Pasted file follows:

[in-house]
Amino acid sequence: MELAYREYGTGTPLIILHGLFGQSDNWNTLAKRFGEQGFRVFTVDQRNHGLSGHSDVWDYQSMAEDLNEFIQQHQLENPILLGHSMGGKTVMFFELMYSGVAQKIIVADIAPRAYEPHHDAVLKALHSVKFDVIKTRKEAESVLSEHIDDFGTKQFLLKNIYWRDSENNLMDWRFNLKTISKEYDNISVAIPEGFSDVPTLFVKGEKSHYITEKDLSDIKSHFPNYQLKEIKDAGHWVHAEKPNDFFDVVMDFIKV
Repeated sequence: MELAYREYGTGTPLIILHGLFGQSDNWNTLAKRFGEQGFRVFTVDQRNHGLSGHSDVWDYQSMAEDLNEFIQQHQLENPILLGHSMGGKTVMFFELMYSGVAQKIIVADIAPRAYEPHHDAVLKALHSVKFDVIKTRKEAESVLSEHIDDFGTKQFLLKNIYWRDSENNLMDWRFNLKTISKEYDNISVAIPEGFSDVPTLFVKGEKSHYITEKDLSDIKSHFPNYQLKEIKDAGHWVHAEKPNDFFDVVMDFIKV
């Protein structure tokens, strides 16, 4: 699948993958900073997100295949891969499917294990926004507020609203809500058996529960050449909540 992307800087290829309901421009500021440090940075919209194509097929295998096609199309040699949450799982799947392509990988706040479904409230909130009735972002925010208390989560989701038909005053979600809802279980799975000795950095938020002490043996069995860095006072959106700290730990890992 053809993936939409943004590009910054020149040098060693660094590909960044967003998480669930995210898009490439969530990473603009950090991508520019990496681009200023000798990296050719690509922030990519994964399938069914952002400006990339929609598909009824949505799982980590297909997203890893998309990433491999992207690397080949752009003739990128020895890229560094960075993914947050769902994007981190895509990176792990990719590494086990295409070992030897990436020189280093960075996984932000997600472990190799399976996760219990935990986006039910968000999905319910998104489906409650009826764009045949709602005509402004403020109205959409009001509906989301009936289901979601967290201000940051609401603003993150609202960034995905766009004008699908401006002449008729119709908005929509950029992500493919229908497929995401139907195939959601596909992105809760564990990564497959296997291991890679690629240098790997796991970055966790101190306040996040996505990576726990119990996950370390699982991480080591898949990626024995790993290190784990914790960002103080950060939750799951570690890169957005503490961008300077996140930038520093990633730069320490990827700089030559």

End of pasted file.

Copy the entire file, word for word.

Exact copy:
[in-house]
Amino acid sequence: MELAYREYGTGTPLIILHGLFGQSDNWNTLAKRFGEQGFRVFTVDQRNHGLSGHSDVWDYQSMAEDLNEFIQQHQLENPILLGHSMGGKTVMFFELMYSGVAQKIIVADIAPRAYEPHHDAVLKALHSVKFDVIKTRKEAESVLSEHIDDFGTKQFLLKNIYWRDSENNLMDWRFNLKTISKEYDNISVAIPEGFSDVPTLFVKGEKSHYITEKDLSDIKSHFPNYQLKEIKDAGHWVHAEKPNDFFDVVMDFIKV
Repeated sequence: MELAYREYGTGTPLIILHGLFGQSDNWNTLAKRFGEQGFRVFTVDQRNHGLSGHSDVWDYQSMAEDLNEFIQQHQLENPILLGHSMGGKTVMFFELMYSGVAQKIIVADIAPRAYEPHHDAVLKALHSVKFDVIKTRKEAESVLSEHIDDFGTKQFLLKNIYWRDSENNLMDWRFNLKTISKEYDNISVAIPEGFSDVPTLFVKGEKSHYITEKDLSDIKSHFPNYQLKEIKDAGHWVHAEKPNDFFDVVMDFIKV
């Protein structure tokens, strides 16, 4: 699948993958900073997100295949891969499917294990926004507020609203809500058996529960050449909540 992307800087290829309901421009500021440090940075919209194509097929295998096609199309040699949450799982799947392509990988706040479904409230909130009735972002925010208390989560989701038909005053979600809802279980799975000795950095938020002490043996069995860095006072959106700290730990890992 053809993936939409943004590009910054020149040098060693660094590909960044967003998480669930995210898009490439969530990473603009950090991508520019990496681009200023000798990296050719690509922030990519994964399938069914952002400006990339929609598909009824949505799982980590297909997203890893998309990433491999992207690397080949752009003739990128020895890229560094960075993914947050769902994007981190895509990176792990990719590494086990295409070992030897990436020189280093960075996984932000997600472990190799399976996760219990935990986006039910968000999905319910998104489906409650009826764009045949709602005509402004403020109205959409009001509906989301009936289901979601967290201000940051609401603003993150609202960034995905766009004008699908401006002449008729119709908005929509950029992500493919229908497929995401139907195939959601596909992105809760564990990564497959296997291991890679690629240098790997796991970055966790101190306040996040996505990576726990119990996950370390699982991480080591898949990626024995790993290190784990914790960002103080950060939750799951570690890169957005503490961008300077996140930038520093990633730069320490990827700089030559």